A great case, in collaboration with Dr. Eleanore Kim of NYU Oculoplastic Surgery
A rare opportunity to help someone with an orbital AVM. There are important anatomical, strategical, and technical points here. For anatomical background to much of what happens here, see Ophthalmic Artery page.
Presentation is progressive pain, proptosis, diplopia, and glaucoma, exhausting medical options
Stereos are very helpful when DYNAs are not an option
The reality is that DYNA is not necessary here. Basic ophthalmic artery anatomy is enough here. The AVM is lacrimal. Ophthalmic artery course is classic — ICA origin, crossing over the optic nerve. The ciliary and central retinal arteries will arise from that turn (ovals in image below). See Ophthalmic Artery page for extensive anatomical information.
New machine arrives just in time for embolization — with much better images and much less radiation to the globe
Its important to understand how exactly ECA contributes to AVM supply so as not to fall into a trap. Some of it will be direct — via infraorbital, superficial temporal, anterior deep temporal branches. Other will be indirect and thus treacherous — joining the ophthalmic artery proximally — embolizing these pedicles is the same as embolizing from a proximal ophthalmic position.
Start with the safer ones — whatever nidal penetration we get is gravy — but we didn’t get much.
These are cutaneous facial branches, with embolization position away from nidus. There is no role for Onyx here, in my opinion. The best option is nBCA
Look where the catheter tip is — deep in superolateral orbit, in the lacrimal branch — via an an indirect route (anastomosis with the infraorbital artery). This is the safest of options — we are quite distal from ciliary and retinal vessels, and not in the ophthalmic. The only thing to worry about here is reflux along the ophthalmic trunk. Got some good penetration here.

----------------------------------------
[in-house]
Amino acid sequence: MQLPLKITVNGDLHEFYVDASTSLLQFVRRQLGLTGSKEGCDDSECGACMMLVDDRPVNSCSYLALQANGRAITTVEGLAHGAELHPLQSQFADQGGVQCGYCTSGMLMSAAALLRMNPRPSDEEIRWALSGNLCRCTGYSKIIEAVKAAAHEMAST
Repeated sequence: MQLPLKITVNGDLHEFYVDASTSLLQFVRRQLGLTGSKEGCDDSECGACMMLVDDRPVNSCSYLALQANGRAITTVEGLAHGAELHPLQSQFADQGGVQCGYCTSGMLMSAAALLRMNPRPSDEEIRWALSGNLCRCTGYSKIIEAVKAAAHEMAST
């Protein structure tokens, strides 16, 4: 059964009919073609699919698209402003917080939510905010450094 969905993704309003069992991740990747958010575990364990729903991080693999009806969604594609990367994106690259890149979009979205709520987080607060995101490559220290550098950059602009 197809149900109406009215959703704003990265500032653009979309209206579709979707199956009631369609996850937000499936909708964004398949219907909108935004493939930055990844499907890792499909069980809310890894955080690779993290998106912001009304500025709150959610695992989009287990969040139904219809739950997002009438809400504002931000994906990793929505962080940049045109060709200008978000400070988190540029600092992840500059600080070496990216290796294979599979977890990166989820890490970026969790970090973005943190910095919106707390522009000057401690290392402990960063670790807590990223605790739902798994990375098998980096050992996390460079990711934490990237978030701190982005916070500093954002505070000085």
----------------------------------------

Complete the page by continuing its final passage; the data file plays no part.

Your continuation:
Another indirect position — in the ophthalmic artery itself — just at the top of the curve. Its more treacherous — see how the tip of the catheter is pointing posteriorly? Any reflux into the proximal ophthalmic will be a close call — so the nBCA injection is stopped as soon as cast forms in the main pedicle
Post stage 1
Look how much less there is to be seen from ICA also — all benefits of indirect embolization. But there is still plenty to go, and there will be no way of avoiding ophthalmic catheterization next time.
Stage 2 — more supply has been recruited from ECA over the 2 weeks in-between
There is more also now from ophthalmic — mainly inferior stuff, at deep aspect of nidus
A Sofia 5 in the ophthalmic artery… No joke. Was hoping to have it there for stability and avoid re-catheterizing the ostium, but there was too much spasm so had to keep it in the cavernous segment.
Notice something else also — see anything strange?
So, now we go into the ophthalmic. Nothing magical here — just careful catheterization, aspirating back on microcatheter to get bubbles out (yes, that’s completely safe — you wish you could suck clots out with a marathon or magic — nothing bad happens, only bubbles don’t go into the retinal artery).